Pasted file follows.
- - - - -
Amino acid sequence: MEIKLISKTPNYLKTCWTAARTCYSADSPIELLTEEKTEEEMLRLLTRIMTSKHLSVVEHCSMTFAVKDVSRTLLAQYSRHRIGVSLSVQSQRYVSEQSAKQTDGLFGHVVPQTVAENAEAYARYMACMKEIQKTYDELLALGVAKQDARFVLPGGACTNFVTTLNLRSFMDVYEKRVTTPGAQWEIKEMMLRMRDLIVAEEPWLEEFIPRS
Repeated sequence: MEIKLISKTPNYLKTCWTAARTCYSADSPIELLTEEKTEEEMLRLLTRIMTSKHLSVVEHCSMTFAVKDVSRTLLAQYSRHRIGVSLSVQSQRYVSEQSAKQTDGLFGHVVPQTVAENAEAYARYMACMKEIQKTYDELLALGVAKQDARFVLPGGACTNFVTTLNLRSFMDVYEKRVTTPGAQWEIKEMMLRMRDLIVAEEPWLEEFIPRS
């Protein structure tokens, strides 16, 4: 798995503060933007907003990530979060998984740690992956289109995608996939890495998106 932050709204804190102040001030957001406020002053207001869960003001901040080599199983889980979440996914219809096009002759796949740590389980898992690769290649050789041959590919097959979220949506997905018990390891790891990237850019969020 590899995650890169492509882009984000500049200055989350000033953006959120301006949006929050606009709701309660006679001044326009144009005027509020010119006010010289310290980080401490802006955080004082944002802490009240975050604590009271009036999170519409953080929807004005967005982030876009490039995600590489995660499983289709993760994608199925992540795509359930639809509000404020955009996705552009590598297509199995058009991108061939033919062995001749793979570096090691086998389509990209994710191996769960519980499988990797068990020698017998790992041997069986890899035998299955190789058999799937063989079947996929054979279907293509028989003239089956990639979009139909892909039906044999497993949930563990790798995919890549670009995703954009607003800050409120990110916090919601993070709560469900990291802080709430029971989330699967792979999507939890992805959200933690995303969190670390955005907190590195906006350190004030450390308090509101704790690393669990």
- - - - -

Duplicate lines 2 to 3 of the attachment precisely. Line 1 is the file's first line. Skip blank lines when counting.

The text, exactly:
Repeated sequence: MEIKLISKTPNYLKTCWTAARTCYSADSPIELLTEEKTEEEMLRLLTRIMTSKHLSVVEHCSMTFAVKDVSRTLLAQYSRHRIGVSLSVQSQRYVSEQSAKQTDGLFGHVVPQTVAENAEAYARYMACMKEIQKTYDELLALGVAKQDARFVLPGGACTNFVTTLNLRSFMDVYEKRVTTPGAQWEIKEMMLRMRDLIVAEEPWLEEFIPRS
């Protein structure tokens, strides 16, 4: 798995503060933007907003990530979060998984740690992956289109995608996939890495998106 932050709204804190102040001030957001406020002053207001869960003001901040080599199983889980979440996914219809096009002759796949740590389980898992690769290649050789041959590919097959979220949506997905018990390891790891990237850019969020 590899995650890169492509882009984000500049200055989350000033953006959120301006949006929050606009709701309660006679001044326009144009005027509020010119006010010289310290980080401490802006955080004082944002802490009240975050604590009271009036999170519409953080929807004005967005982030876009490039995600590489995660499983289709993760994608199925992540795509359930639809509000404020955009996705552009590598297509199995058009991108061939033919062995001749793979570096090691086998389509990209994710191996769960519980499988990797068990020698017998790992041997069986890899035998299955190789058999799937063989079947996929054979279907293509028989003239089956990639979009139909892909039906044999497993949930563990790798995919890549670009995703954009607003800050409120990110916090919601993070709560469900990291802080709430029971989330699967792979999507939890992805959200933690995303969190670390955005907190590195906006350190004030450390308090509101704790690393669990």